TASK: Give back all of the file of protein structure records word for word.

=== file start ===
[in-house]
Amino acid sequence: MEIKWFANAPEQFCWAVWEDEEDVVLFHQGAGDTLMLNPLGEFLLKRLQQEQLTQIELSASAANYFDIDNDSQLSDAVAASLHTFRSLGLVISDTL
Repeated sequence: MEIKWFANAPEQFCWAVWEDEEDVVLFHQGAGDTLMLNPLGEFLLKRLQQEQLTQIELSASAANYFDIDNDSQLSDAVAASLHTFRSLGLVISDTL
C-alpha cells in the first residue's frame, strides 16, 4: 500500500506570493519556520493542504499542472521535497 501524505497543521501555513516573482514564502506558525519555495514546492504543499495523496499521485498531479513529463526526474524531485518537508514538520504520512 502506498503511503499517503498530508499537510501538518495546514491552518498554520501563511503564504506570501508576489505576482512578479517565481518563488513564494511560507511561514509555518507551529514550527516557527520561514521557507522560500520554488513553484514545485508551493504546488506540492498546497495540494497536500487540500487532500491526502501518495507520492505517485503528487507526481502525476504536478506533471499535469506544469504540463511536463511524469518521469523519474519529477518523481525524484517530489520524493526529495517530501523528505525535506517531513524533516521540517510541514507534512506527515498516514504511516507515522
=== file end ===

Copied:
[in-house]
Amino acid sequence: MEIKWFANAPEQFCWAVWEDEEDVVLFHQGAGDTLMLNPLGEFLLKRLQQEQLTQIELSASAANYFDIDNDSQLSDAVAASLHTFRSLGLVISDTL
Repeated sequence: MEIKWFANAPEQFCWAVWEDEEDVVLFHQGAGDTLMLNPLGEFLLKRLQQEQLTQIELSASAANYFDIDNDSQLSDAVAASLHTFRSLGLVISDTL
C-alpha cells in the first residue's frame, strides 16, 4: 500500500506570493519556520493542504499542472521535497 501524505497543521501555513516573482514564502506558525519555495514546492504543499495523496499521485498531479513529463526526474524531485518537508514538520504520512 502506498503511503499517503498530508499537510501538518495546514491552518498554520501563511503564504506570501508576489505576482512578479517565481518563488513564494511560507511561514509555518507551529514550527516557527520561514521557507522560500520554488513553484514545485508551493504546488506540492498546497495540494497536500487540500487532500491526502501518495507520492505517485503528487507526481502525476504536478506533471499535469506544469504540463511536463511524469518521469523519474519529477518523481525524484517530489520524493526529495517530501523528505525535506517531513524533516521540517510541514507534512506527515498516514504511516507515522